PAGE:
By Bill Dawson
Texas Climate News
Last year, Gallup’s annual nationwide poll on global warming, the manmade phenomenon that’s driving disruptive climate change, discovered public concerns at their highest levels since the organization started asking about the issue in 2001.
Generally, Republicans have lagged well behind Democrats and Independents over the years in their acceptance of climate science and in their stated concern about climate change.
Last year, Gallup found that gap widening — concern among Democrats and Independents jumped from 2016 to 2017, while Republican concern stayed about the same as it had been in recent years, at steady though much lower levels than among other Americans.
In the 2018 edition of the poll, conducted last month, Gallup found that perennial partisan divide had widened even more. This time, Democrats’ concern continued to grow, while concern among Republicans and Independents was lower.
Overall, Gallup’s analysts concluded that “Americans’ concerns about global warming are not much different from the record-high levels they were at a year ago,” though “the views of some partisans have shifted.”
To get another well-informed interpretation of the Gallup-measured opinion trends, TCN posed several questions by email to Sheril Kirshenbaum, who was director of the now-suspended University of Texas Energy Poll for six years.
Kirshenbaum, who holds graduate degrees in biology and policy, is executive director of Science Debate, a nonprofit, nonpartisan initiative that aims “to restore science to its rightful place in politics.”
She also hosts Serving Up Science, a YouTube series and NPR show of the same name. In general, she says, she works “to enhance public understanding of science and improve communication between scientists, policymakers and the public.”
What do you make of the growing partisan divide on Gallup’s questions, with both Republicans and Independents moving away from acceptance of the science and support for action?
It’s not very surprising at all. The changes in attitudes since 2017 aren’t that large and climate change is a very politicized and partisan issue.
Why does it seem to be widening again?
2018 is an election year, and Americans are more polarized than we’ve been in a long time. I expect we’d see similar trends on a variety of policy issues.
Is this reflected in other recent polls? Gallup’s people seemed to minimize the shift’s importance in their interpretive text accompanying the poll, instead stressing that climate concerns continue to register near last year’s record-high all-time number for the public as a whole.
More Americans accept that climate change is occurring than before – we saw a dramatic shift in attitudes during the years of the UT Energy Poll between 2011 and 2017. Regardless of party affiliation, all of us are seeing dramatic wildfires in the Northwest and more extreme hurricanes and storms. Generally I think the conversation has shifted because it’s no longer “Is climate change taking place?” for the vast majority of Americans, but “How much are humans responsible?” and “What can we do about it?”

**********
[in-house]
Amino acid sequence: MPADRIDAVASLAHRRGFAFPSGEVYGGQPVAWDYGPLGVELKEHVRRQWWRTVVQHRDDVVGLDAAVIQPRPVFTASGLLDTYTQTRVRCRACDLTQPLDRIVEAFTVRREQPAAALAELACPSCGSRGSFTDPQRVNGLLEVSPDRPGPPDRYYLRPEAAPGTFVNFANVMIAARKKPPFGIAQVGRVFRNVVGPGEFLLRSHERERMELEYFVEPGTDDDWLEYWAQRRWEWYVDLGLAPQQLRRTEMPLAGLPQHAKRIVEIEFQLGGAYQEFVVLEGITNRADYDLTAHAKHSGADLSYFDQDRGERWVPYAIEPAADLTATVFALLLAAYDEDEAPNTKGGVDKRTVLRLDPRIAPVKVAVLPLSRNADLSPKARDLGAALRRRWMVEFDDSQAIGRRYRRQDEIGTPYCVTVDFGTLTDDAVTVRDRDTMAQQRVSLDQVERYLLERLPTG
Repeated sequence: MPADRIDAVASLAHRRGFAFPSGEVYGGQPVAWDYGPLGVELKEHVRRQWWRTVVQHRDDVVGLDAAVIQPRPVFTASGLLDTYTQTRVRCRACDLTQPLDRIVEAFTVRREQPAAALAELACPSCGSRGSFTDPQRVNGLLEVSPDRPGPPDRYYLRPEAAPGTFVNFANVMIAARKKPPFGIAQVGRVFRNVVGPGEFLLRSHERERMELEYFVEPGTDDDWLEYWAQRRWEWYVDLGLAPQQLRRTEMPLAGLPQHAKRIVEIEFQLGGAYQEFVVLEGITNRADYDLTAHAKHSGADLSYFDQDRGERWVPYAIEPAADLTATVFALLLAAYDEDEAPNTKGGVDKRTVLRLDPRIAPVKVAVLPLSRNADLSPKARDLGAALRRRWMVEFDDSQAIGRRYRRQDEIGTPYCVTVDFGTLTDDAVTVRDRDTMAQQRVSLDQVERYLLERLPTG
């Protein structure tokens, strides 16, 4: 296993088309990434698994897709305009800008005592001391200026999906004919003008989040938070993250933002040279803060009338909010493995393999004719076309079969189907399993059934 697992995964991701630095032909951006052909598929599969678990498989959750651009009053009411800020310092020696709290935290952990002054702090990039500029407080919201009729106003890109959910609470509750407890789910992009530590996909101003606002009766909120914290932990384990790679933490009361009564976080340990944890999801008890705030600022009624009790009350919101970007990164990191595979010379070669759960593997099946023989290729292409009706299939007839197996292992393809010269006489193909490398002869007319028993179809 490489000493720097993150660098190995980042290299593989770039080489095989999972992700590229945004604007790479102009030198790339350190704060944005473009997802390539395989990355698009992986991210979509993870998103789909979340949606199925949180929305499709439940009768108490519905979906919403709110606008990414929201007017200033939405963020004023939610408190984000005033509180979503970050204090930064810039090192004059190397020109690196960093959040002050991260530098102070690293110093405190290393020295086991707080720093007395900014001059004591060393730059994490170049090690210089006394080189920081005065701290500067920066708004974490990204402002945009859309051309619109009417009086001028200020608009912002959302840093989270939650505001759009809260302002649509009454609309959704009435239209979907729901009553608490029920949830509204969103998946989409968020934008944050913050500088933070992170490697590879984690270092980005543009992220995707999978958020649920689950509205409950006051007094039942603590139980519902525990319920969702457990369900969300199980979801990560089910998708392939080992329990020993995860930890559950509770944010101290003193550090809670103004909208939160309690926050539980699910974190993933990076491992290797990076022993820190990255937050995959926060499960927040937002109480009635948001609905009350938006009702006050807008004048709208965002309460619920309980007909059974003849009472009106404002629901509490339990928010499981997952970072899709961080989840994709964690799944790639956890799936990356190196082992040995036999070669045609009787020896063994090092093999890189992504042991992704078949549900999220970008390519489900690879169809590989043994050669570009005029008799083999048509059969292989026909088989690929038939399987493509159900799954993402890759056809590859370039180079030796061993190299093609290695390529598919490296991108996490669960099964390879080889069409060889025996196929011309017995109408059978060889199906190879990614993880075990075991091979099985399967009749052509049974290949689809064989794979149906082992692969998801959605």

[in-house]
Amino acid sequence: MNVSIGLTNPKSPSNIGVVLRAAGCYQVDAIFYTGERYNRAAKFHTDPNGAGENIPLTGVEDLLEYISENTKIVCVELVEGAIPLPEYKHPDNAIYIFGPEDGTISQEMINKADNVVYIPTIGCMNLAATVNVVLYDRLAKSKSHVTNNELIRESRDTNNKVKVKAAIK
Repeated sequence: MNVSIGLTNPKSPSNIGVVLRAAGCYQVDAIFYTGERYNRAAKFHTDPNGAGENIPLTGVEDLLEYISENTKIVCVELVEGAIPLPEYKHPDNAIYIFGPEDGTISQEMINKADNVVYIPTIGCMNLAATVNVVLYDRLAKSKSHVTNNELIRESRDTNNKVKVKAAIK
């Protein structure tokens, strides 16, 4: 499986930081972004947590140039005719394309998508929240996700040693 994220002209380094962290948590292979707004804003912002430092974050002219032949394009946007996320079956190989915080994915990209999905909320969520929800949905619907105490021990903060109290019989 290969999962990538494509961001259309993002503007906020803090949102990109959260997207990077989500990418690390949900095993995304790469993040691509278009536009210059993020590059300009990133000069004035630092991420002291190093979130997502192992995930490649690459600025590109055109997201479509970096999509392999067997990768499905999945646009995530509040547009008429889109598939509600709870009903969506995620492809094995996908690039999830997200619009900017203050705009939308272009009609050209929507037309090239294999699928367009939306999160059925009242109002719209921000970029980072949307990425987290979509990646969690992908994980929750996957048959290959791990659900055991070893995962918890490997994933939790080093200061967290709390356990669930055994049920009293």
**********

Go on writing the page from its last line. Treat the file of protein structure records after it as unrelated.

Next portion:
As someone who cares very deeply about the importance of science in the political discourse, what do you think are the reasons for these changes, especially among Republicans?
On climate change (and on pretty much everything), we’re influenced more by how we feel than facts. So piling on additional scientists and data related to climate change isn’t necessarily going to make a huge difference on public sentiment. As I wrote earlier, climate change is deeply politicized, and Americans are going to turn to the people they trust most, which are often talking heads as well as family and friends on social media that reaffirm our beliefs. In 2018, this environment makes us more polarized than ever.
Was the decline in Republicans’ endorsement of science and level of climate concern a result of a desire to support their party’s leader, the president, at a time of fierce political dichotomy? A failure by the scientific community to communicate the vast consensus skillfully enough? A failure by the news media to reflect that consensus? President Trump’s skill at rallying his backers to his view on the issue? All or some of the above?
It’s all of it – and more. For example, it doesn’t help that the U.S. is having a cold spring either. But on the whole, we can be optimistic. The majority of Americans recognize climate change is real. What matters is what, if anything, we do about it. I’m hopeful.
Gallup’s findings on global warming, 2017 and 2018
In an overwhelming consensus, scientists say global warming is happening, mainly human-caused and already disrupting the climate system. Gallup’s latest annual poll on environment and energy, conducted in March, found wider partisan disagreement about those basic facts of the climate issue and other points.
Bill Dawson is the founder and editor of Texas Climate News.